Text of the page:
Paranoia in Macbeth by William Shakespeare

Categories: Macbeth

William Shakespeare wrote many playwrights during his lifetimes, one of them being The Tragedy of Macbeth in 1604. This play includes many motifs of double talk, blood, darkness, sleeplessness, and visions. Shakespeare talks about how Macbeth and Lady Macbeth’s morality and loyalty change throughout the storyline when they encounter the hardships of guilt after murdering King Duncan of Scotland.

To begin, Shakespeare included three witches whom used double talk to predict how Macbeth’s thoughts and actions will change along the way.

After Macbeth defeated the scottish traitor, Thane of Cawdor, he proved his loyalty to the kingdom which became relevant when the witches said in unity, “Fair is Foul and Foul is Fair,” (I, i, 10). The witches say this upon Macbeth’s name because his bravery and devotion to his King is fair but will eventually become foul. Meaning, that appearances can be deceiving, being the underlying theme for Macbeth until the end. Another instance where Macbeth is challenged by guilt is after he murders Duncan in his sleep and hears a voice cry, “Sleep no more! Macbeth doth murder sleep,” (II,ii,46-47).

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He hears this cry out of paranoia and bring tremendous guilt upon himself which destroys his ability to differ reality from his own imagination. By killing the king, Macbeth has been left thinking that if a good and just king can be murdered in his innocent sleep, what can be done to him who is no better, causing insomnia. Towards the end of the play, he doesn’t let guilt control him, rather makes him more arrogant and reckless, especially in the instance when he says, “Strange things I have in head that will to hand, which must be acted ere they may be scanned,” (III, , ).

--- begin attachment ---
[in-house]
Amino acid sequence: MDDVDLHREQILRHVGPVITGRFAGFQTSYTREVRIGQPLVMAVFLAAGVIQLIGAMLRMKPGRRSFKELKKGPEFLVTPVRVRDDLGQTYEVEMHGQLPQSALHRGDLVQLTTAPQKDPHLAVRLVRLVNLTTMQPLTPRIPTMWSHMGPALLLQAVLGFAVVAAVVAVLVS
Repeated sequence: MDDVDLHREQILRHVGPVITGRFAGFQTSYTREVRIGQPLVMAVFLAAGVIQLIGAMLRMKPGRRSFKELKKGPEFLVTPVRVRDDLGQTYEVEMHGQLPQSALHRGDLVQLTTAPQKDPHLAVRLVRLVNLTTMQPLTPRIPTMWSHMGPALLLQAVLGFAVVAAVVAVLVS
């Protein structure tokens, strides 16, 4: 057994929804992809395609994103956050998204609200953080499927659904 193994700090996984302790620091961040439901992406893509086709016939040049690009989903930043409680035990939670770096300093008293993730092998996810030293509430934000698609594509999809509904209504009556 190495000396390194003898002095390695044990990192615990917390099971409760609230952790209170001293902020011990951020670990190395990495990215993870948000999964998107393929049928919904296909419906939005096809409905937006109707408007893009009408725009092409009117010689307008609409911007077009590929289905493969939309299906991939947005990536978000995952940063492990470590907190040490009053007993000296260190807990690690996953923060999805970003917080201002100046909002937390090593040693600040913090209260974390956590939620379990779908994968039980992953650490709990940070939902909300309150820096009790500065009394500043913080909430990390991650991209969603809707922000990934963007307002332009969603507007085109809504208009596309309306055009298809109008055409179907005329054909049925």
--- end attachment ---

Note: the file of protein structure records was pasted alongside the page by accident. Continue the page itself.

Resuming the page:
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Macbeth has strange thoughts that he plans to carry out but needs to do it before he feels the heavy weight on his shoulders. Because he is no longer thinking of what trouble his actions will cause, it will make him cold and evil. Without a doubt, Macbeth’s character evolutionized from moral to dishonorable, showing the different types of effects that guilt had on his conscience.

Similarly, Lady Macbeth went through the stages of guilt which drove her mad. In the beginning, Lady Macbeth was persistent, fearless and cold hearted, unlike Macbeth, a quote that shows this is, “He is too full o’ the milk of human kindness,”( , , ). She thinks that Macbeth lacks the courage to follow through with killing King Duncan to steal his throne. It becomes a significant part in the play after fear begins to control her. Further into the storyline, Lady Macbeth sleepwalks and during it she yells, “Out, damned spot!… Hell is murky!… yet who would have thought the old man to have so much blood in him,” ( , , ). Her guilt has filled her consciousness so much that even in her sleep, she replays her role in the murder of the king. Washing the blood off her hands symbolizes how desperate she is to get rid of that terrible memory. Finally, a doctor comes in to see her state of being and while she is sleepwalking, he says, “Infected minds/ To their deaf pillows will discharge secrets,” ( , , ). Causing suspicions of her involvement with King Duncan because she reenacts the evil deeds in her sleep. Thus, being the cause of her own death, suicide. These quotes all represent the way Lady Macbeth handled the struggles that come with guilt.

When the witches predict Macbeth’s destiny, his desire for power grew stronger and stronger leading him to becoming the foul man that he never used to be. But in the end, dying a fair death, as well as Lady Macbeth who essentially punished herself for being malevolent. The Tragedy of Macbeth written in 1604 by William Shakespeare definitely demonstrates how evil doings, even thoughts can deteriorate the human consciousness.

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Paranoia in Macbeth by William Shakespeare. (2021, Oct 13). Retrieved from

Paranoia in Macbeth by William Shakespeare

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